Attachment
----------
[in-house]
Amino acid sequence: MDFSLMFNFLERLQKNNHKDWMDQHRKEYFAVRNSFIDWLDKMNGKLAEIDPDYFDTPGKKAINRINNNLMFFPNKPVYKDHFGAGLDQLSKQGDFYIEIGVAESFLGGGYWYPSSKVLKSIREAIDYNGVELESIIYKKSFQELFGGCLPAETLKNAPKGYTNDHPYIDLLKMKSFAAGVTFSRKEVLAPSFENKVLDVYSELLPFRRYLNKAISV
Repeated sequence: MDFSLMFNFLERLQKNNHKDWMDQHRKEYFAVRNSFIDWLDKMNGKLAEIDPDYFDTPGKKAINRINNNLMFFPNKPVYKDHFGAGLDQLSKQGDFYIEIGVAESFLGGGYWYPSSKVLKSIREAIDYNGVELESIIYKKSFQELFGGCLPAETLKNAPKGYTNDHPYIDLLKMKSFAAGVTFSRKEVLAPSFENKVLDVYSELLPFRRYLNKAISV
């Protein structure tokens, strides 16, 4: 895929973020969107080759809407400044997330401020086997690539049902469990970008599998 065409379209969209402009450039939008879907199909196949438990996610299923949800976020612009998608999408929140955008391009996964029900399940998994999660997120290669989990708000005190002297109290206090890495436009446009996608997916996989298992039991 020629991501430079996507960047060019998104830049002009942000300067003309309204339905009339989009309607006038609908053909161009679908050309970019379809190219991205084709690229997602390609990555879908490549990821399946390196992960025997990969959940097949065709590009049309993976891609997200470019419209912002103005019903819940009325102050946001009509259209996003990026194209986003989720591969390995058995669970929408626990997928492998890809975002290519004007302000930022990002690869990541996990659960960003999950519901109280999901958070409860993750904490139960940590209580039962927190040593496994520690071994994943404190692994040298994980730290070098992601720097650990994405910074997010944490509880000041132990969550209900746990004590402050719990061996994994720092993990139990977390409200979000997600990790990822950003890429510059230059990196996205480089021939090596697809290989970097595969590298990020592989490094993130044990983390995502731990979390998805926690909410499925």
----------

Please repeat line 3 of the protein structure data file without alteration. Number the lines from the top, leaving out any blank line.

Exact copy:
Repeated sequence: MDFSLMFNFLERLQKNNHKDWMDQHRKEYFAVRNSFIDWLDKMNGKLAEIDPDYFDTPGKKAINRINNNLMFFPNKPVYKDHFGAGLDQLSKQGDFYIEIGVAESFLGGGYWYPSSKVLKSIREAIDYNGVELESIIYKKSFQELFGGCLPAETLKNAPKGYTNDHPYIDLLKMKSFAAGVTFSRKEVLAPSFENKVLDVYSELLPFRRYLNKAISV